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Jun. 22nd, 2012 at 12:14 pm
When I was 18 during a New Beginnings or Night of Excellence, I could never tell the difference between the two, I received my personal progress necklace and certificate. My parents were not there, they were sick, and the bishop noted how important this award was. Little did he know I already knew it.
According to Mom she was wearing hers when she met what would eventually become her husband. Every time they went on a date she would proudly wear her necklace to ensure he knew she was a force to be reckoned with. This was a woman who did the female equivalency of 10 years in Boy Scouts.
I’m sure my parents didn’t mean for it to come out that way, but my young mind meant the story to mean if I got this award I would be granted two things for my righteousness. #1 a deserving husband, #2 a way to stand out from the crowd. Things sure have changed since they were dating.
A month before the medallion was given to me, a girl who turned 12 seven months ago was receiving hers. She talked about how special it was to her and her mom. Spending Saturday morning reading scriptures and Sunday afternoon cooking dinner helped her learn the important homemaking skills needed to fulfill her role as a mother someday. Turns out in the ward we moved into when I was 15 it was a major thing when a girl didn’t have her personal progress by the time she was in Mia Maids. So seeing a beehive receive an honor that should take at least two years to complete was not odd in anyone’s book.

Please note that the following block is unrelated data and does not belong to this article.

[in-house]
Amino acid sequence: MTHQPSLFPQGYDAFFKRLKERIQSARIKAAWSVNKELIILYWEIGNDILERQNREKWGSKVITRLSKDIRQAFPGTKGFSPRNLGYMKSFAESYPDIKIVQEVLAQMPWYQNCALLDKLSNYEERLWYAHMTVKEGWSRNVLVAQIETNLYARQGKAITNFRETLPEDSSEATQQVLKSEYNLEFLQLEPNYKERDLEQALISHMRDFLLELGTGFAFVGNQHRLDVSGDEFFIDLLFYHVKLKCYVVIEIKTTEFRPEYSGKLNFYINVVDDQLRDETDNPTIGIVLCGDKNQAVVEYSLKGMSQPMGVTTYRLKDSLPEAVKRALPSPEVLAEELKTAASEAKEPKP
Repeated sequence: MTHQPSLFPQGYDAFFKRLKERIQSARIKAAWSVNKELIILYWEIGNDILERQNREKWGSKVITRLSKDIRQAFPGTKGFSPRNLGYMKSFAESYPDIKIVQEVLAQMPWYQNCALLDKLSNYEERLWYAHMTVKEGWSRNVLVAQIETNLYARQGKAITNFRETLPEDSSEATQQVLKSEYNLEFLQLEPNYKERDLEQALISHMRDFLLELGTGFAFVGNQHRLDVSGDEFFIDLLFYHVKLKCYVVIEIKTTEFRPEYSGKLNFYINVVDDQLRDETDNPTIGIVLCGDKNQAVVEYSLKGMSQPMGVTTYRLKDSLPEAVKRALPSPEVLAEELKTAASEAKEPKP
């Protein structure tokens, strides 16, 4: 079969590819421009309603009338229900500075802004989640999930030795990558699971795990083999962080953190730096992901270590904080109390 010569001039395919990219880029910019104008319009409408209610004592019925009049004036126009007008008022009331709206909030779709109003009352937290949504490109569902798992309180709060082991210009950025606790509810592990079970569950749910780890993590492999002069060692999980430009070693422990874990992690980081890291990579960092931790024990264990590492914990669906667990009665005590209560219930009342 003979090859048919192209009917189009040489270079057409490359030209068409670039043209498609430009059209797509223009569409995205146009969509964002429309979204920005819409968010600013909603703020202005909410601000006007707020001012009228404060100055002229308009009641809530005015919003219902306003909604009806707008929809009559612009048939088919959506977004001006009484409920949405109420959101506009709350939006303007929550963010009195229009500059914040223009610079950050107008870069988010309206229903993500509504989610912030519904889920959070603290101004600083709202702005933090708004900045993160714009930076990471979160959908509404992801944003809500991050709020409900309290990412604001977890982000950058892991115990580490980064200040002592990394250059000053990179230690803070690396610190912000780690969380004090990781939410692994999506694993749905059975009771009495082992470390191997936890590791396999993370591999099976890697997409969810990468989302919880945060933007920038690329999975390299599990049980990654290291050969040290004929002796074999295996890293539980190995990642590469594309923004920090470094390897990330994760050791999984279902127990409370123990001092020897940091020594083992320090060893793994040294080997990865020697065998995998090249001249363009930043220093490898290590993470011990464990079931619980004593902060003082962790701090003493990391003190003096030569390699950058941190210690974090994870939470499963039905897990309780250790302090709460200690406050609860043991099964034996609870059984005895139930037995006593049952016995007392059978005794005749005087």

As I’ve gotten older and received numerous might-as-well-be-spam emails from the Relief Society presidency about wearing our medallions for the month of January to show support for the program I have come to the following conclusion and have learned a few facts.
Personal Progress and an Eagle Scout award are not the same. One is recognized only by a certain religious realm with most people unaware it even exists. The other is so widely known universities and the military offer incentives for teens to achieve it. One can be bought online for $10 brand new the other costs more than five times that. Personal Progress focuses on spiritual development. Scouts focus on community and survival techniques. Comparing the two might as well be comparing apples and oranges. Both are fruit, but that’s about it.
The unbalance between young men and young women is quite frankly embarrassing. One would think the opposite would be true in regards to who Personal Progress should be for. Young men are expected to serve a mission for the Lord at 19 years of age wherever they are called to. Surely they would be the ones to benefit the most in reading the entire Book of Mormon. Missions are hard. Spiritually, emotionally, psychically draining to say the least. All of those aspects of personal development are covered in the Personal Progress program, with the major emphasis being on the spiritual.
The average woman even if she were to serve a mission wouldn’t be needing the spiritual development until she turns 21. Sure knowing 1st Nephi comes before 2nd Nephi comes in handy when raising children, but is that really what Personal Progress is all about? Simply educating women about the faith they were most likely born into on the off chance they meet a man and produce children? Are we still hung up on fertile uteruses being the only value female church members have? When will this endless comparing apples and oranges to make oranges feel better stop?